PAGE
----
Last month, the Knights of Columbus released the results of a nationwide poll on attitudes toward abortion conducted by the Marist Institute for Public Opinion. Unlike many polls which only allow respondents to describe themselves as either “pro-life” or “pro-choice,” this poll asked a wide range of questions pertaining to abortion policy. It found substantial opposition to abortion in all but the most extreme circumstances. It also found broad support for incremental pro-life laws — even among Americans who self-identify as “pro-choice.”
The Knights of Columbus poll found that 47 percent of Americans identify as “pro-life,” which is consistent with the results of recent surveys conducted by Gallup and other opinion research groups. But the poll also found that substantial majorities think that 1) the abortion rate is too high; 2) abortion is morally wrong; and 3) abortion does more harm than good. And when asked about specifics, 59 percent of all respondents said abortion should be allowed only in cases of rape or incest, in cases where it’s necessary to save the life of the mother, or never at all.
Additionally, even though abortion remains a polarizing and divisive issue, the poll found that there is a substantial consensus on a range of incremental pro-life laws, even among people who identify as pro-choice. 65 percent of those who identify themselves as pro-choice support parental notice laws. 53 percent of pro-choicers oppose taxpayer funding of abortion. And nearly half of them support changing the law to allow some restrictions on abortion.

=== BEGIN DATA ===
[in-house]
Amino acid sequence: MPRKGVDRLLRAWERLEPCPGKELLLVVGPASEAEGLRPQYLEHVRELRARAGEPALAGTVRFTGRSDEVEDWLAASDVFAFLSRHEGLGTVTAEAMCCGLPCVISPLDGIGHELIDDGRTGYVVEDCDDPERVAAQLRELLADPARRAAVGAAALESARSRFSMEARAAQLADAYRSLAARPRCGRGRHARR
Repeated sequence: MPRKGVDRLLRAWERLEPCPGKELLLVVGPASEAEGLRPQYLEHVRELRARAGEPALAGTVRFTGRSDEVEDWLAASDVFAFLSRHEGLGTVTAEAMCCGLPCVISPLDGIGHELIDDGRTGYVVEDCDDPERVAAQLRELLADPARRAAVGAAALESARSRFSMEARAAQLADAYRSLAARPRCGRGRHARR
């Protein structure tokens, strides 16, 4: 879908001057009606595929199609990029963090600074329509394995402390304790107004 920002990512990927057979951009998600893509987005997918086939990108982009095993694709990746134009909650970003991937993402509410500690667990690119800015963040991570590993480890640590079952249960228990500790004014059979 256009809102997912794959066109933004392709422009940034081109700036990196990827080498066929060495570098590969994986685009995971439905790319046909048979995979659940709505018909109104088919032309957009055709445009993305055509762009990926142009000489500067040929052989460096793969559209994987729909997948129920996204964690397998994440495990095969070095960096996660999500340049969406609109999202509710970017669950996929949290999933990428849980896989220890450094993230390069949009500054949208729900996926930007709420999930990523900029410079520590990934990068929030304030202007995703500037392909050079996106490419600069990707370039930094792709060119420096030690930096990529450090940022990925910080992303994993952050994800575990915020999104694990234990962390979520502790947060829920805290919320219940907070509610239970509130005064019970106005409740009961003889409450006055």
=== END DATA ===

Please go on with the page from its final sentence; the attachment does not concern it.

This poll should give pro-lifers hope. The media is quick to tout surveys which purportedly show that abortion is a low priority for most voters. They also frequently cite studies which show superficial support for legal abortion. This survey adds to a body of research which finds that a majority of Americans disapprove of the vast majority of the abortions that are performed in this country. It also shows very broad support for an impressive range of incremental pro-life laws. Despite the recent temporary setback in the effort to pass a national 20-week abortion ban, pro-lifers should continue to advocate for protective laws at both the state and federal levels.
— Michael J. New is an assistant professor of political science at the University of Michigan–Dearborn and an associate scholar at the Charlotte Lozier Institute in Washington, D.C.